In The Breakfast Club, handsome leading teen, Jake Ryan, hands off his drunk, unconscious girlfriend, Caroline, to nerdy Ted and says, “Have fun!” The next morning, after Ted takes photographs in front of her unconscious body, he and the previously-unconscious Caroline figure out that they had sex the night before when she was drunk and unconscious.
As explained by Constance Grady in a new piece for Vox, the filmmaker presents this scene not as a tragedy or a crime thriller, but as a sweet and funny part of a romantic comedy. You see, raping teenage girls like Caroline, or Christine Blasey Ford, was a funny joke to play on a deserving girl back then.
Decades later, survivors and advocates across the country were ready for an onslaught of tired rape justifications and victim-blaming myths to emerge after Blasey Ford came forward and accused Supreme Court nominee Brett Kavanaugh of sexual assault.
But Kavanaugh crafted a different plot for his narrative. Instead of blaming Blasey Ford, he blamed Democrats. He positioned himself and his accuser alike as victims, as pawns in a political game.
That plot can be summarized as follows: Democrats want revenge on me for the Clinton sex scandal. To do so, they seized on a traumatized woman. The attempted rape this woman suffered was so traumatic that marred her memory. Now Dr. Blasey Ford and I together are victims. The Democrats have ruined both of our reputations and hurt our families. Please make it right by giving me the seat I’m entitled to, United States Supreme Court Justice.
It’s a clever narrative strategy, though his technique could use some work. (I have a lot to say about unreliable narrators in both fiction and law; his testimony could be one of my primary examples. But that’s a different topic for another day.)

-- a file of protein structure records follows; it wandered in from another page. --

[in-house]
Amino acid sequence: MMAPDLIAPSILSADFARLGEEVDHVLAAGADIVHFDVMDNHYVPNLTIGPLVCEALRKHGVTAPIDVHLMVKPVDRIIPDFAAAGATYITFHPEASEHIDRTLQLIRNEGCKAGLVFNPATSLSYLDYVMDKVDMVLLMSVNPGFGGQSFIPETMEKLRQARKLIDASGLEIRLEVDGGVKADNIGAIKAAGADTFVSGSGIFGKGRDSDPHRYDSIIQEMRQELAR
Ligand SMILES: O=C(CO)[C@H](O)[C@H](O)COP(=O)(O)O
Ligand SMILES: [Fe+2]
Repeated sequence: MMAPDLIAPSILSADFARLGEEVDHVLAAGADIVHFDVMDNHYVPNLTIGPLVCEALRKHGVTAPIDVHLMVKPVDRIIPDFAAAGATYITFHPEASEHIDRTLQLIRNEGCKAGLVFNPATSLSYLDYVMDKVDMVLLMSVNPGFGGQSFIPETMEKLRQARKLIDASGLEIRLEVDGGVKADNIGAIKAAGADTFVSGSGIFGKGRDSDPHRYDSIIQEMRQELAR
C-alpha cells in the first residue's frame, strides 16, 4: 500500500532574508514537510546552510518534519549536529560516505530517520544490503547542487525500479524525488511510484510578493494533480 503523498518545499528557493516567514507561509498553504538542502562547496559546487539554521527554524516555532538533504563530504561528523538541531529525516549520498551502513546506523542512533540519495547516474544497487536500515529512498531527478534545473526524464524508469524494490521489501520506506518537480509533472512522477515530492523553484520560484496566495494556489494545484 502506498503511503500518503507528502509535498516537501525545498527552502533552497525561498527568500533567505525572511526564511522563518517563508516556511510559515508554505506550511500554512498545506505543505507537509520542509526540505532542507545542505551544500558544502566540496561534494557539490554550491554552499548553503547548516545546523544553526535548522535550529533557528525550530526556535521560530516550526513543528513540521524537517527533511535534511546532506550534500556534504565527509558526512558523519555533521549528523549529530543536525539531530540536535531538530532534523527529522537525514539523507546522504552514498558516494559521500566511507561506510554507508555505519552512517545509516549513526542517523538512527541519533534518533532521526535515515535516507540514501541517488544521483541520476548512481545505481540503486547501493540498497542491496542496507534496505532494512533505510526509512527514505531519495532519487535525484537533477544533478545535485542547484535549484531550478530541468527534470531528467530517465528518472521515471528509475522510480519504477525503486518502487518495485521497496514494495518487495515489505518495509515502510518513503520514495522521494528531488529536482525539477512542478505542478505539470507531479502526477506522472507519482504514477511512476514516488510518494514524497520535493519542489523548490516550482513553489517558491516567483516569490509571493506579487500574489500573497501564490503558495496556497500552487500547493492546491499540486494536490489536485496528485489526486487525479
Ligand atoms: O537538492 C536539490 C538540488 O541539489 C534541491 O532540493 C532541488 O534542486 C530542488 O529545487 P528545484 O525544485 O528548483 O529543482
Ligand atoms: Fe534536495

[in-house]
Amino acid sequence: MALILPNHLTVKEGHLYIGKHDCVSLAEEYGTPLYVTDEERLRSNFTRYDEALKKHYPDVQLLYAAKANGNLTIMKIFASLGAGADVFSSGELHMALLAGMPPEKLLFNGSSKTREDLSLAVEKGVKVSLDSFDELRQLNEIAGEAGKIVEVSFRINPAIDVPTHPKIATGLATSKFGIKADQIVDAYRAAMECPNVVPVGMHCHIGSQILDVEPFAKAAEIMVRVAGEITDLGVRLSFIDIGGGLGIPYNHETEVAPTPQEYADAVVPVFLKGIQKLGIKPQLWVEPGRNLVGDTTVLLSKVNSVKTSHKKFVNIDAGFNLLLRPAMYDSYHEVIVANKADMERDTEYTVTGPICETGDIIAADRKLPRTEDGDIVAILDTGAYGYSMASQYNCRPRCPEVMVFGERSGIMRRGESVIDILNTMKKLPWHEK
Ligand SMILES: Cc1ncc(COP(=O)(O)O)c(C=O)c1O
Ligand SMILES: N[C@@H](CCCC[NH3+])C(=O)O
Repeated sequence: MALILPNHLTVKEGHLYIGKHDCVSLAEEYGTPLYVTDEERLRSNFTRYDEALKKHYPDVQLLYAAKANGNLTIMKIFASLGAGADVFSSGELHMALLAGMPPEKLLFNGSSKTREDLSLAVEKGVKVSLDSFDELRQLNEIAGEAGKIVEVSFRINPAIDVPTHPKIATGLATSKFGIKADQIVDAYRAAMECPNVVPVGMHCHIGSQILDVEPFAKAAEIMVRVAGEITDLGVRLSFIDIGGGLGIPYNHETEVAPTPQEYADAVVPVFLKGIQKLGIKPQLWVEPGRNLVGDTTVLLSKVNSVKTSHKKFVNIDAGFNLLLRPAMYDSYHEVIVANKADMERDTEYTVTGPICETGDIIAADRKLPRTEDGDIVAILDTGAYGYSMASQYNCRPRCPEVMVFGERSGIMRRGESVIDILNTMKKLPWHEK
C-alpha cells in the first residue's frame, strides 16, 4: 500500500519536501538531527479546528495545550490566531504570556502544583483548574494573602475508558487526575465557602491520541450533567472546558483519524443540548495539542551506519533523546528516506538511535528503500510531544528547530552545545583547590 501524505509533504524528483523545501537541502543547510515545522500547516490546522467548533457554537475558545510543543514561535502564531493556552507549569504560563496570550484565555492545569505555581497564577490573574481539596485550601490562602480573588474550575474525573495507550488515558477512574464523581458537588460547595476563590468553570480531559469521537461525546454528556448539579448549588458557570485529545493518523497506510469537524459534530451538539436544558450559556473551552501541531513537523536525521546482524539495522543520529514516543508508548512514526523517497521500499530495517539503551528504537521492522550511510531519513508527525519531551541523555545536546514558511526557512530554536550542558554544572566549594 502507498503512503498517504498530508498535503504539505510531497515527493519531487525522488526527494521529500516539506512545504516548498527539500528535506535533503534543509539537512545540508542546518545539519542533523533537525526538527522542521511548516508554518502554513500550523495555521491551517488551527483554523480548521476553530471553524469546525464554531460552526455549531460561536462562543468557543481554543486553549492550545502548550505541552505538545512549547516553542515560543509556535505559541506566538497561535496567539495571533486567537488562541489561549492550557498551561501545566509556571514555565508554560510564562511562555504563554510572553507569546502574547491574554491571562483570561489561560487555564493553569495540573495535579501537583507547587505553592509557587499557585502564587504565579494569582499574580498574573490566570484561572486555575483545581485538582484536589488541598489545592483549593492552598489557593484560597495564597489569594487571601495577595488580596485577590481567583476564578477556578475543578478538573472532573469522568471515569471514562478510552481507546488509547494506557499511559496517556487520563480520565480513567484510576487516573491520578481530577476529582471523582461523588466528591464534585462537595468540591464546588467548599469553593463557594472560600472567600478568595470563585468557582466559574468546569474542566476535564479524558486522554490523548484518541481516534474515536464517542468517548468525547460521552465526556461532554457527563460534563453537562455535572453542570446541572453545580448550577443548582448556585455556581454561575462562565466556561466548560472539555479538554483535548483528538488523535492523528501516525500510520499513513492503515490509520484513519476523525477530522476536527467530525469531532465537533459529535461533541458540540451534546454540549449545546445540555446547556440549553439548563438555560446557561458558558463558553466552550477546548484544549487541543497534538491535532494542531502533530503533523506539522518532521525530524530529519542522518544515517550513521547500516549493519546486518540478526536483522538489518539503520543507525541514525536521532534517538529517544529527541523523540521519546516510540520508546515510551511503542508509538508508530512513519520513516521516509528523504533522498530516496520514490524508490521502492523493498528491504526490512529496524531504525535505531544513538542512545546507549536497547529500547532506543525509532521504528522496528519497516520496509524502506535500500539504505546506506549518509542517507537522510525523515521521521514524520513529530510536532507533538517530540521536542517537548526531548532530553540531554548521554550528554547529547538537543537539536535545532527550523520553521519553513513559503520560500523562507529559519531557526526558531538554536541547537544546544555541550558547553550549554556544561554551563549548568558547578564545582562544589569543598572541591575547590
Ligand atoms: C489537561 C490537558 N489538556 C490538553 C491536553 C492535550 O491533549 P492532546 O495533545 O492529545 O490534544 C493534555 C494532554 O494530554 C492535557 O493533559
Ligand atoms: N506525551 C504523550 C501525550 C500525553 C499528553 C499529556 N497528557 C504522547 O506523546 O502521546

What it reveals is that, in the age of #MeToo, Kavanaugh and his compatriots on the Senate Judiciary Committee had to find a new way to discredit survivors.
In the wake of the #MeToo explosion, a growing majority now rejects the normalization of violence, loudly and with much force. Sharing our stories has trained us to recognize such defenses as extensions of our original wounds. Even women who haven’t been raped are often offended when enablers and confessors say that such behavior toward women and girls is a rite of passage for their assailants.
Likewise, that growing majority rejects victim-blaming. We now have the language to call out victim-blaming and slut-shaming, and the vernacular is now part of our everyday vocabulary.
The blame and shame that sex offenders shift onto their victims replaces the victim’s needs and wants with the offender’s; that shift also erases the victim’s perception, and replaces it with the offender’s. The nullification of our perception forces us into silence. It stops us from telling our stories. Much like the weight of that shame and blame, survivors carry it with them—sometimes for a lifetime.
Regardless of what comes next for Kavanaugh—and the rest of us—even this painful moment serves, in some way, as a reminder that something has changed. The #MeToo movement shaped the national narrative surrounding these allegations, one that reflects a growing awareness of the dangerous ways in which our words can wound survivors and serve to perpetuate the violence they’re defying with their own stories.
Perhaps the ultimate ripple effect will be that someday, those two words themselves will no longer be so pertinent—or so prevalent.